Admirers of the seldom-heard 1913 Italo Montemezzi opera L'amore dei tre re (The Love of the Three Kings) are used to having to hunt for it, if only because it was so popular in the first half of the 20th century and fell off the map during the second half. But at the intermission during the Academy of Vocal Arts presentation of the opera Tuesday at the Kimmel Center's Perelman Theater, I was on a different search - for what I wasn't hearing.
All the right things were on stage - a good, 60-strong orchestra under Christofer Macatsoris, a cast who, even if their voices weren't always up to the considerable task at hand, understood the piece so minutely as to know exactly how each scene functioned. But the opera's fusion of sweep, detail, and dramatic inevitability wasn't fully there.
To make room for the sizable orchestra, the usual Perelman sound shell wasn't there. While the music clearly wasn't being focused out into the auditorium, an intermission inspection revealed that much was probably lost in the upper flies. The situation was still superior to AVA's own acoustically dry theater. But expectations had to be adjusted. And those who knew the opera well enough to fill in what was being lost probably left grateful that the performance was as fully realized as it was.
The plot is the sort of tale only opera could get away with. A medieval Italian princess is loved by many. After her death, her father tinges her lips with poison, and she ends up killing lovers looking for a tactile farewell - including her husband (the king's son) and a boyfriend. The music draws from Verdi's dramatic vigor, Puccini's psychologically pregnant harmonies, Debussy's sense of mystery, and Richard Strauss' orchestral sophistication. By Act III, the composer's invention seems limitless, with a singular quality that few such action-packed operas have - controlled delirium.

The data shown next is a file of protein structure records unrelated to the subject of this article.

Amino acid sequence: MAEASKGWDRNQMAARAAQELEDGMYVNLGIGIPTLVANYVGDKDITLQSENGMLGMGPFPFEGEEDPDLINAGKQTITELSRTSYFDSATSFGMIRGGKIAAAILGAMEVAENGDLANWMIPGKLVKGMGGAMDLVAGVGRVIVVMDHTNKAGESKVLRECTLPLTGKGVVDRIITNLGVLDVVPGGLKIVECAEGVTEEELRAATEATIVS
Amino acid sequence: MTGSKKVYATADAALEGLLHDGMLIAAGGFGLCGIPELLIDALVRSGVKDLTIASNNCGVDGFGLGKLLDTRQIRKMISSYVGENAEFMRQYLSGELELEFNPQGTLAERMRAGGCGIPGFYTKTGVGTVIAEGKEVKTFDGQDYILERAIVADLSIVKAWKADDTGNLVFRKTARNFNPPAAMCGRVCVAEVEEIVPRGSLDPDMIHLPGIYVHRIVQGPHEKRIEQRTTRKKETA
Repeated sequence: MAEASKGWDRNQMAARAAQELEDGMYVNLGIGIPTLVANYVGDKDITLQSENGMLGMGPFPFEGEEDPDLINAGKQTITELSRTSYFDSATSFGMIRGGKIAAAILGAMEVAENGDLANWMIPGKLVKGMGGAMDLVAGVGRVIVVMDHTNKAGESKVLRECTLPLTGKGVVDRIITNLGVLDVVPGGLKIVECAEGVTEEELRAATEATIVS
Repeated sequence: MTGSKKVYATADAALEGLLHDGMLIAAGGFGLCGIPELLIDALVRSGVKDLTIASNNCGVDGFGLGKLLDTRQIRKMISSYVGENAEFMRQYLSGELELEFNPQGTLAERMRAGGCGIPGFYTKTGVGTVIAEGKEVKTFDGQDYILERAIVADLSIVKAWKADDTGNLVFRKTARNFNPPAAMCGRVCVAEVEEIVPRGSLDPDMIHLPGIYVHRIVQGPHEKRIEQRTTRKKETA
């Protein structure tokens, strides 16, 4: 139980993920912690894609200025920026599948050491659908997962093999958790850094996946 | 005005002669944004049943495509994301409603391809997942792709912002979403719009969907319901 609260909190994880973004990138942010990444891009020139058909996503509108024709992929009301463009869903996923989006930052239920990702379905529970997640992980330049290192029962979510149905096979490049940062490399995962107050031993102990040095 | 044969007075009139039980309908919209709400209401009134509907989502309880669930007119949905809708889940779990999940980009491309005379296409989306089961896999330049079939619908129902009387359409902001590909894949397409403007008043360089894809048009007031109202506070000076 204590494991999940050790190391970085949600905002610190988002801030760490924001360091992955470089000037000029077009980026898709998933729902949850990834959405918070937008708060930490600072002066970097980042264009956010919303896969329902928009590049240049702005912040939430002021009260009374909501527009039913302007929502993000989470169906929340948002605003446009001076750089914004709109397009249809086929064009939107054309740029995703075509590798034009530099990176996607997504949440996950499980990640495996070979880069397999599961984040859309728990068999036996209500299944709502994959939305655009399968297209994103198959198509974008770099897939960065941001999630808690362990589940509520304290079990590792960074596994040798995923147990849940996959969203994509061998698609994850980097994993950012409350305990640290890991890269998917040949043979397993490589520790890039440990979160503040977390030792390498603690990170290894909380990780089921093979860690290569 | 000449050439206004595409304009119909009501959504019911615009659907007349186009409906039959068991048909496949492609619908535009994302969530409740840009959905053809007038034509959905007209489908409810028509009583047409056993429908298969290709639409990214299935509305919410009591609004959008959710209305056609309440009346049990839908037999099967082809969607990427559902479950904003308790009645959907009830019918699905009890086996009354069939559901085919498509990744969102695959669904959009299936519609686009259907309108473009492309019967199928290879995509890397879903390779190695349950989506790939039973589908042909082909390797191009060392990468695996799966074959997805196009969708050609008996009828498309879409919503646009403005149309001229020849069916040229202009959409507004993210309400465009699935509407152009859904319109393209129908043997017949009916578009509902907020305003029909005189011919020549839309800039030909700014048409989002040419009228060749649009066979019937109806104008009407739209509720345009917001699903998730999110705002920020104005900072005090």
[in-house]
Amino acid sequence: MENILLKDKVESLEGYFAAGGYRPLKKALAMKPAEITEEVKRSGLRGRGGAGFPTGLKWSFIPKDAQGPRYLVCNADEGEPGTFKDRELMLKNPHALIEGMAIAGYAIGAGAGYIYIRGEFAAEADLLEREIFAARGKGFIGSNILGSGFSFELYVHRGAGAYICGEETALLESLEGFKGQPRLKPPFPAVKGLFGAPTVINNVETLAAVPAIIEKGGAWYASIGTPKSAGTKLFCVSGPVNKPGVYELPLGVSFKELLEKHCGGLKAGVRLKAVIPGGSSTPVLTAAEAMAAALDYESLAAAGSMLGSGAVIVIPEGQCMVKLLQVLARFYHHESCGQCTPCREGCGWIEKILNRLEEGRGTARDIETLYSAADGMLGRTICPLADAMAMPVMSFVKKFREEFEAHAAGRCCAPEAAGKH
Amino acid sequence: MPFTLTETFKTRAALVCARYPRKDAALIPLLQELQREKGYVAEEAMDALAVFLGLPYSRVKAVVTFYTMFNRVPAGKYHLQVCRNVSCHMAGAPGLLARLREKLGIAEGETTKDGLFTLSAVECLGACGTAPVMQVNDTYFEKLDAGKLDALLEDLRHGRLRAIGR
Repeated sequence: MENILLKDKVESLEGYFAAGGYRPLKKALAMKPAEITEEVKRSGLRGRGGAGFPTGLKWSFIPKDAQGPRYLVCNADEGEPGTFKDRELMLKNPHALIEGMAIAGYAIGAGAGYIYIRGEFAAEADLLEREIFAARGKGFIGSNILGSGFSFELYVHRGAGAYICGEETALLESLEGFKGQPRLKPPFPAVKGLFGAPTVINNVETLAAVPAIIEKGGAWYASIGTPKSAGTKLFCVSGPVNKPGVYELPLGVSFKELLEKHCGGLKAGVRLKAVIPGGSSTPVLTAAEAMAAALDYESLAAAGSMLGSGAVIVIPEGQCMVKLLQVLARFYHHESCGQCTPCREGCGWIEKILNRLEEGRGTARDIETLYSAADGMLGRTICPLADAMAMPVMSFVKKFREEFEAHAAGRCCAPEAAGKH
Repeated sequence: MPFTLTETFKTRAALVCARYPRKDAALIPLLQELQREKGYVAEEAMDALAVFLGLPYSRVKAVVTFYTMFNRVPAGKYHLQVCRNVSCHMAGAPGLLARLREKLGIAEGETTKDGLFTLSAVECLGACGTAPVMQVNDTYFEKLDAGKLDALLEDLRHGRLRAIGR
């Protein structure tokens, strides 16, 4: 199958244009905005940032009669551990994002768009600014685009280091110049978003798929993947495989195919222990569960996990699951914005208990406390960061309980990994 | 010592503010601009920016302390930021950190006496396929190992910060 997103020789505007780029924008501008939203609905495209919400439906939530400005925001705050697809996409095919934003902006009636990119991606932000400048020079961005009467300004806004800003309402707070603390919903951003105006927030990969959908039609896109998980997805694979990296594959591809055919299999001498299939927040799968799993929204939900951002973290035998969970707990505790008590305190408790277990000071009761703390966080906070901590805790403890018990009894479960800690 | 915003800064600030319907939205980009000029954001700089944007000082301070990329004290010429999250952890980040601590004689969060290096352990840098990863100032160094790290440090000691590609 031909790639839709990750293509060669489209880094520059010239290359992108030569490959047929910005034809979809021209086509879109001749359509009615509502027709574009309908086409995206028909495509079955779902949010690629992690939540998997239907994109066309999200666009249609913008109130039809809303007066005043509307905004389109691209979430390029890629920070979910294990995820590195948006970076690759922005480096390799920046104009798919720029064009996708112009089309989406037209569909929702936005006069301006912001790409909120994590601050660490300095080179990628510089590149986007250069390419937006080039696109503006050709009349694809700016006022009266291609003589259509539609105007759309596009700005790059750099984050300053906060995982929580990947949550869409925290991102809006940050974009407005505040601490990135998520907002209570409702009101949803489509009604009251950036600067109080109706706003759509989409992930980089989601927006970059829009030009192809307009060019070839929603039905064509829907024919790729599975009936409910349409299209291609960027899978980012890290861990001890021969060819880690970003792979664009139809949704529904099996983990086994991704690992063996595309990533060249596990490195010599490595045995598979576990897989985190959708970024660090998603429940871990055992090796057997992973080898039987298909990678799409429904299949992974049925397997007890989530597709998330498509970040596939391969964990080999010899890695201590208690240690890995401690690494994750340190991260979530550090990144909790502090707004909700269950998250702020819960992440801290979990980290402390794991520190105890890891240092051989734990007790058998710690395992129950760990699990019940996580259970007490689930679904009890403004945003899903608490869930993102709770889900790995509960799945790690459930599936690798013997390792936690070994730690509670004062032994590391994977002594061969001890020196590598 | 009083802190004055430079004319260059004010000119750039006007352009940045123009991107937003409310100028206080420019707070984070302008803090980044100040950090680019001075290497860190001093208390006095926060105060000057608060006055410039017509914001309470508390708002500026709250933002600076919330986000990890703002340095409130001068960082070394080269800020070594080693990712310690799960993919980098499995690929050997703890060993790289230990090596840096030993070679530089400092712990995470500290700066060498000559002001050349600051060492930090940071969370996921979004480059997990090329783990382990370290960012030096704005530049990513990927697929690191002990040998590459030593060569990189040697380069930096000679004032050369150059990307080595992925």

Marina Costa-Jackson was the production's star, with a voice so full-bodied you wondered whether she was a mezzo-soprano - until those high notes rang out, maybe not effortlessly but always compellingly. She seemed keenly aware of the phrasing appropriate to a piece of this era and used her vocal heft with good dramatic effect.
Andre Courville's physical compactness contrasted oddly with the imposing bass voice he brought to the key role of the old, blind king Archibaldo - important because he's the opera's moral center. Baritone Jared Bybee has a well-honed voice, and a natural way of projecting the opera's highly colored rhetoric with truth in every phrase. Tenor Marco Cammarota, whose voice seems not to have fully emerged, still had the intelligence to imply what his pipes couldn't achieve. So even if the opera didn't deliver all possible thrills, plenty was there.
Academy of Vocal Arts: L'amore dei tre re
7:30 p.m. Tuesday at Centennial Hall, Haverford School, 450 Lancaster Ave., Haverford.
Tickets: $50, $85.
Information: 215-735-1685 or www.avaopera.org